Monday, May 21, 2018

When Olympia downzoned and gentrified

In the early 1960s and through the 1970s, most of Olympia's residential neighborhoods allowed housing types that are now included in the city's Missing Middle proposal. The most common of these zones was the RD (Duplex) zone that allowed for single-family homes and duplexes in the same neighborhood. In various generations of Olympia zoning codes, this later became known as R2 and then R 6-12 (meaning six to twelve dwellings per acre). 

In an earlier post, I pointed out how Olympia (and Thurston County) saw its largest influx of new residents in the late-70s. Even the yearly migration of today does not match the spike in new residents between 1977 and 1979. Before and during the 1970s, the construction of 2-4 unit housing pretty much tracked with population growth in Olympia, but in the early 80s, they became unhinged.

This is because Olympia downzoned a series of once density friendly neighborhoods, pushing new growth into largely single-family home zoned neighborhoods on the fringe of the city.

Through the 80s and 90s and to today, the city decreased to the area duplex-friendly zoning covered. This led to examples of places where duplexes had been built, but they weren't actually technically allowed by the zoning rules. In fact, because of persistent downzoning in recent decades, there are literally hundreds of examples of non-conforming missing middle housing throughout the city. 

According to the city's tally, there are over 200 non-conforming duplexes, 462 non-conforming tri/fourplex units, and 89 non-conforming 5-12 unit apartments. All of these were allowed under zoning rules when they were built, but the rules changed over time.

Here is a great example of two non-conforming duplexes at Legion that were allowed in 1978, but not a few years later:


It's worth your time to watch how the zoning maps changed over time. In 1962, the Eastside duplex zone stretched from Eastside up to McCormick.


Then twenty years later (as R-2 zoning), it became much smaller, stretching only to Boundary.


In 1994 it expanded again, but..


It (this time as R 6-12) shrunk back down in 1995 through to today.


We can see the same thing on the Westside. The duplex zone dominated most of the hillside over there in the 1960s and 70s.


Then in the early 80s, the zone shrunk as most of the area downzoned.


And, again in 1994...


But in 1995, the area for duplexes expanded again, taking back a bit of what it used to be.


The most interesting downzone example was in 1988 when the city, downzoned a portion of each of these neighborhoods from a zone that would allow duplexes to a single-family home only zoning. 

There is nearly zero coverage of the 1988 downzone, the only real reference I found to it was in the city minutes. It seems odd to me that of the 18 people that testified on the downzone, 13 were against it. Despite the opposition, the massive downzone went from the planning commision to approval by the city council in four short months.

Here is a map of the downzoned areas:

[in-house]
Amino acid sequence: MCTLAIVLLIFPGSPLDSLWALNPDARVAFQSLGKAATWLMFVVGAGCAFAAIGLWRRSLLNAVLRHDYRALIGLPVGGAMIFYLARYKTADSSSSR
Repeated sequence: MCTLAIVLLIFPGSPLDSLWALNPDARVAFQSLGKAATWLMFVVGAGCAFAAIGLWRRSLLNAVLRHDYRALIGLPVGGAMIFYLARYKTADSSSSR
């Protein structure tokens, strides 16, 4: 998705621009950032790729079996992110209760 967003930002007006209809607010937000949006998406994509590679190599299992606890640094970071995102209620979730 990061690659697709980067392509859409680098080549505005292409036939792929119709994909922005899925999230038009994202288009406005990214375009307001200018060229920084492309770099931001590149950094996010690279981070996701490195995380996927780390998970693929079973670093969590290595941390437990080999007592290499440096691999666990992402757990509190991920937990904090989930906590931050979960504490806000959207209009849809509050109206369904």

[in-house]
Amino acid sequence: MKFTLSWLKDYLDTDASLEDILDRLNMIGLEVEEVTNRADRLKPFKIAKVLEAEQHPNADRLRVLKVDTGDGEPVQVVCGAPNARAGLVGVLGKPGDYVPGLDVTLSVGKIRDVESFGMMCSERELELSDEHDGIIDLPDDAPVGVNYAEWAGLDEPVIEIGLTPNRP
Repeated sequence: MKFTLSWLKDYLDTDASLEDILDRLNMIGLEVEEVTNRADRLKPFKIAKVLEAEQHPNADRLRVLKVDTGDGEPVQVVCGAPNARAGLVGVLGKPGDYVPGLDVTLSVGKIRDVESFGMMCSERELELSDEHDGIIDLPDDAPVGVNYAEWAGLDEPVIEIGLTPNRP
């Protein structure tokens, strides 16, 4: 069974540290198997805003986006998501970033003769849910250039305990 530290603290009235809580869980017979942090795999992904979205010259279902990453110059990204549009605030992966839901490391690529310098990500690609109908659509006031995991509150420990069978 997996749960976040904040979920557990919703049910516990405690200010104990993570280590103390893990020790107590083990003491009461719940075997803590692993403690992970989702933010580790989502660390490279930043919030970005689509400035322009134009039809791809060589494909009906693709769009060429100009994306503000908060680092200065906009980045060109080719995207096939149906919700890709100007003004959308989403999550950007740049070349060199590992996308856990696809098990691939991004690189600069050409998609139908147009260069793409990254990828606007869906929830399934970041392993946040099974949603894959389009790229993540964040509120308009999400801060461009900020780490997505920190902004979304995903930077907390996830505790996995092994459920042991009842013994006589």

According to the ordinance, the reason for the downzone was to align the zoning in those neighborhoods with this policy in the then Comprehensive Plan: "Older neighborhoods which are predominantly single family should be zoned single family to encourage home ownership and rehabilitation."

In terms of how people remember downzones of that era, this checks out. Here is Jim Keogh talking about the Eastside:



The neighborhood stabilized. It became nicer. It also (seemingly) became more expensive. 

Taken from a different perspective, what happened to the Eastside is called gentrification. 

Jim doesn't really go into why this would happen, but it seems like once you stop allowing more residents to move into a neighborhood and make housing the more exclusive, the neighborhood becomes more gentile genteel.

The result of this sort of zoning experiment would be a mystery if we haven't seen it play out on a grand scale across the country. For example, Los Angeles conducted this sort of downzoning writ-large over the same timescale as Olympia:
The city of Los Angeles has tested this theory by downzoning the city to permit fewer dwellings. In 1960, the city was zoned to support 10 million people. By contrast, today the city is zoned to support only 4.3 million people — just slightly more than its current population. So if excluding housing made housing cheaper, Los Angeles land prices would have fallen, causing rents to fall. And yet rents, adjusted for inflation, have risen by 55 percent, while median renter income has grown by only 13 percent. Rather than declining, land prices quintupled, from just over $86,229 per house in 1984 to $483,692 in 2014.
Less access to housing over a finite area leads to a higher cost to access that housing. Seems pretty simple. The purpose and the result of the downzoning in Olympia was the gentrification that we've seen over the last few decades. Rather than allowing the neighborhoods to absorb the growth that was coming, we allowed it to do something totally different.

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